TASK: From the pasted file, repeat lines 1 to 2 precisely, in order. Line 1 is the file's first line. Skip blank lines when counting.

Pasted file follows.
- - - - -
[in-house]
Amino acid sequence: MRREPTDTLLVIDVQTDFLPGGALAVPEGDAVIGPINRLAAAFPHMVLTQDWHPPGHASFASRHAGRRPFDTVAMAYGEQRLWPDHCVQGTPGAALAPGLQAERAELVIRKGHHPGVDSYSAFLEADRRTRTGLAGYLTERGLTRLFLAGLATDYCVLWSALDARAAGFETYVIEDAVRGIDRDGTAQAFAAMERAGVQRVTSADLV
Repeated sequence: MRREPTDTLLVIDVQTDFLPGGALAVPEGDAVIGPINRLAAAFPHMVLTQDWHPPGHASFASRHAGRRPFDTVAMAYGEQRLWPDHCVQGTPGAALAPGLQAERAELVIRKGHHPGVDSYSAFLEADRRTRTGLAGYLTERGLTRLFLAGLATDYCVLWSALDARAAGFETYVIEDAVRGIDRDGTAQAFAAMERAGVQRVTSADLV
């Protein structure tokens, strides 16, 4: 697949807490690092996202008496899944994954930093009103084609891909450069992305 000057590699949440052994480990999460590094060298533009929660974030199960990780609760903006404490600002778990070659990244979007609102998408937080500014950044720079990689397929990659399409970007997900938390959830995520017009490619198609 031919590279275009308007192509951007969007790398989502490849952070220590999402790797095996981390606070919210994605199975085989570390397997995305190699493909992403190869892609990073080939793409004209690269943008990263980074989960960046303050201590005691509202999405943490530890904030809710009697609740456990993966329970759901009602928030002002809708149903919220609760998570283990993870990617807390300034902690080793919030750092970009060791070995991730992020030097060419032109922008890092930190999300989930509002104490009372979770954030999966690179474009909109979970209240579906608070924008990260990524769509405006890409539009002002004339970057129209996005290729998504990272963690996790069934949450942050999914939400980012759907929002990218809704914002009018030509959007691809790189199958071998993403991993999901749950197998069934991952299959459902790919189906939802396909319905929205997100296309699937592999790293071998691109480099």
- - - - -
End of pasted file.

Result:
[in-house]
Amino acid sequence: MRREPTDTLLVIDVQTDFLPGGALAVPEGDAVIGPINRLAAAFPHMVLTQDWHPPGHASFASRHAGRRPFDTVAMAYGEQRLWPDHCVQGTPGAALAPGLQAERAELVIRKGHHPGVDSYSAFLEADRRTRTGLAGYLTERGLTRLFLAGLATDYCVLWSALDARAAGFETYVIEDAVRGIDRDGTAQAFAAMERAGVQRVTSADLV